Send to

Choose Destination
Eur J Haematol. 2010 Sep;85(3):217-26. doi: 10.1111/j.1600-0609.2010.01464.x. Epub 2010 Apr 29.

Reasons for treating secondary AML as de novo AML.

Author information

Department of Haematology, Aarhus University Hospital, Aarhus C, Denmark.


In a Danish bi-regional registry-based study, we conducted an analysis of the incidence and clinical importance of secondary acute myeloid leukaemia (AML). In a total of 630 cases of AML, we found 157 (25%) cases of secondary AML. The secondary leukaemia arose from MDS (myelodysplastic syndrome) in 77 cases (49%), CMPD (chronic myeloproliferative disorder) in 43 cases (27%) and was therapy-related AML (t-AML) in 37 cases (24%). Median age at diagnosis of AML was 69 yr in secondary cases when compared to 66 yr in de novo cases (P = 0.006). In univariate analyses, secondary AML was associated with an inferior complete remission (CR) rate (P = 0.008) and poorer overall survival (OS, P = 0.003) whereas in complete remitters, disease-free survival (DFS) of secondary cases was equal to that of de novo cases. Interestingly, in all further analyses of CR-rates, OS and DFS, when correcting for the influence of age, cytogenetic abnormalities, performance status and leucocyte count (WBC), presence of secondary AML completely lost prognostic significance. We conclude that the presence of secondary AML does not per se convey an unfavourable prognosis and that patients with secondary AML should be offered the chance of benefiting from treatment according to current frontline AML protocols.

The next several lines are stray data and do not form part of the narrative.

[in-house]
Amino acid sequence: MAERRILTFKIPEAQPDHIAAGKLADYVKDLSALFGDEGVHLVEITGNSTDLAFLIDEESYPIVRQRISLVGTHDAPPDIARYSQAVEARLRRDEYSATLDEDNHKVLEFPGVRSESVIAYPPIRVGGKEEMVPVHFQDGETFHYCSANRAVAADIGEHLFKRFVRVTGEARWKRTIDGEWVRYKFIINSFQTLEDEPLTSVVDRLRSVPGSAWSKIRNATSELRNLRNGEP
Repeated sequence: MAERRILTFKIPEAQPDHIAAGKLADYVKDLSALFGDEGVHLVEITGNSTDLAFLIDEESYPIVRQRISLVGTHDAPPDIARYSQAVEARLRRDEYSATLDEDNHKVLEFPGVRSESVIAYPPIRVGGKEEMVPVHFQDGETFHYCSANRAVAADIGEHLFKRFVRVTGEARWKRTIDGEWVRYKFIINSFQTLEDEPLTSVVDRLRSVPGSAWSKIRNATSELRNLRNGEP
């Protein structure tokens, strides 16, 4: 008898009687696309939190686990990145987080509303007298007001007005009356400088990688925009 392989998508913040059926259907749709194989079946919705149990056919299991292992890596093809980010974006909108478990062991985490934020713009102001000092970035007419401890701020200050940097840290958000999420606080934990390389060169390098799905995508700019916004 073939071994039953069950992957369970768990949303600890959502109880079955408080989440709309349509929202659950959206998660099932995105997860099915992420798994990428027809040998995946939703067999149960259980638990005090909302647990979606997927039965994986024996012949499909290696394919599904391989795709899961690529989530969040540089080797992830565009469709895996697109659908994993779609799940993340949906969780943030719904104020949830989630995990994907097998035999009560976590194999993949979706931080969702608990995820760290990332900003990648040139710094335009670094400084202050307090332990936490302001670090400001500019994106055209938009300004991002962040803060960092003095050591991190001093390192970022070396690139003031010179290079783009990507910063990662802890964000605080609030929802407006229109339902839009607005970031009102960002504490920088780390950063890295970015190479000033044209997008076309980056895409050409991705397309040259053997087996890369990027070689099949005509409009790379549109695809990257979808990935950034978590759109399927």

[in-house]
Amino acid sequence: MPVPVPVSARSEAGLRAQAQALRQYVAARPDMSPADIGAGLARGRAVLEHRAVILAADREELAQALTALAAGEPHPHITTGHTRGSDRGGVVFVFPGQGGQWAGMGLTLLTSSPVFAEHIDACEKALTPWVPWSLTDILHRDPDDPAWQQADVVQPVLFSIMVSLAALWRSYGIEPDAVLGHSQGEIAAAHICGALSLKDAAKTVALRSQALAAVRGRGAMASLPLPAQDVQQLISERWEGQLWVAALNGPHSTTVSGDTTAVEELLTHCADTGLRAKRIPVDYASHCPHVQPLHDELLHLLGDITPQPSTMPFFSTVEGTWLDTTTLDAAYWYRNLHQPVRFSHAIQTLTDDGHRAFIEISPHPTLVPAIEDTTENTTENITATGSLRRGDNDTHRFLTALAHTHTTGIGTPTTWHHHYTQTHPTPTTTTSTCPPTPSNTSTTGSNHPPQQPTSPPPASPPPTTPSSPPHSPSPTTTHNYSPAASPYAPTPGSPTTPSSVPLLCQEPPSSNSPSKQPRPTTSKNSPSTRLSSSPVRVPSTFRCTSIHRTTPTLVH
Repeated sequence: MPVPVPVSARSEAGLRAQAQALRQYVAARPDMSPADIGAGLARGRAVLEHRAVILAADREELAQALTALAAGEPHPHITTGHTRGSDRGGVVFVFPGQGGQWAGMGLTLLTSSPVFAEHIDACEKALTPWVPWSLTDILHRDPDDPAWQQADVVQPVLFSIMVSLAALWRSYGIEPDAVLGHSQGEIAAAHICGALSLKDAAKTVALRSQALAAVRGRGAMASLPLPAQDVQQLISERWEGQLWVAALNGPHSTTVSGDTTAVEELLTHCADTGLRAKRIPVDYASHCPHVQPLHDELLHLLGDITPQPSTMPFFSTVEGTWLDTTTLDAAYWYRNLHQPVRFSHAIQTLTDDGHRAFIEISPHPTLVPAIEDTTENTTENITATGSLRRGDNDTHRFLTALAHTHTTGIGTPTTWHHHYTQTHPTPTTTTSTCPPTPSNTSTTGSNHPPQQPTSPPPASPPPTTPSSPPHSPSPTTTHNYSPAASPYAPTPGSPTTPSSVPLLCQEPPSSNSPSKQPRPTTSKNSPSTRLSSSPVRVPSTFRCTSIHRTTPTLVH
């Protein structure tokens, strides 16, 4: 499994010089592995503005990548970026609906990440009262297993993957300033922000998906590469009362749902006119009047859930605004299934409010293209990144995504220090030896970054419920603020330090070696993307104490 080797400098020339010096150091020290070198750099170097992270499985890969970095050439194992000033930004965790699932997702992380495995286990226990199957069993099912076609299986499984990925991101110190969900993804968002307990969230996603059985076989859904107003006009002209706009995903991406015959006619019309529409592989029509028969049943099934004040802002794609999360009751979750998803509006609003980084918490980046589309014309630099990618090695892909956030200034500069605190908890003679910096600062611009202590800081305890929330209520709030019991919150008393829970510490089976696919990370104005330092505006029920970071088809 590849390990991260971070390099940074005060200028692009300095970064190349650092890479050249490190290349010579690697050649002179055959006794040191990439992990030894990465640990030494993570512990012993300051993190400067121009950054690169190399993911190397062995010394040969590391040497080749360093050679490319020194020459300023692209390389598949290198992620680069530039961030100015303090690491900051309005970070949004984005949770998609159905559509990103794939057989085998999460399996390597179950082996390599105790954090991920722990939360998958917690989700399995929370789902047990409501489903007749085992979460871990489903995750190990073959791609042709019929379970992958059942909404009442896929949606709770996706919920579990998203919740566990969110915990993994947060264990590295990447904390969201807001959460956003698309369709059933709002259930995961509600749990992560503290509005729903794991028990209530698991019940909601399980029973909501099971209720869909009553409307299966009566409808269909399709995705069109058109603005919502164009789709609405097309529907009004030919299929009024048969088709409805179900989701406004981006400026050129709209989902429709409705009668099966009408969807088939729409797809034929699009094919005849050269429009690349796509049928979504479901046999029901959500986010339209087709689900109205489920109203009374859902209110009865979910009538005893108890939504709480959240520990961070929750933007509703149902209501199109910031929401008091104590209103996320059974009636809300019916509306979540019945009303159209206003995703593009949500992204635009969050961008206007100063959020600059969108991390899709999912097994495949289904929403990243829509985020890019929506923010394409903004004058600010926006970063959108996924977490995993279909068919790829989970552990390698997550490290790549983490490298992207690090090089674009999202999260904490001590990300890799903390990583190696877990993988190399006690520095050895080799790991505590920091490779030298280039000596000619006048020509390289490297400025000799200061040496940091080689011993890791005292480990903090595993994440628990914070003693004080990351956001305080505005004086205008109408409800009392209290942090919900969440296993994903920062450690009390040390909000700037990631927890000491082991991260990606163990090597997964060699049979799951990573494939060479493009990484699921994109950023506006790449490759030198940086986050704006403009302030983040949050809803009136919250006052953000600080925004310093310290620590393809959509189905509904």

[Indexed for MEDLINE]

Supplemental Content

Full text links

Icon for Wiley
Loading ...
Support Center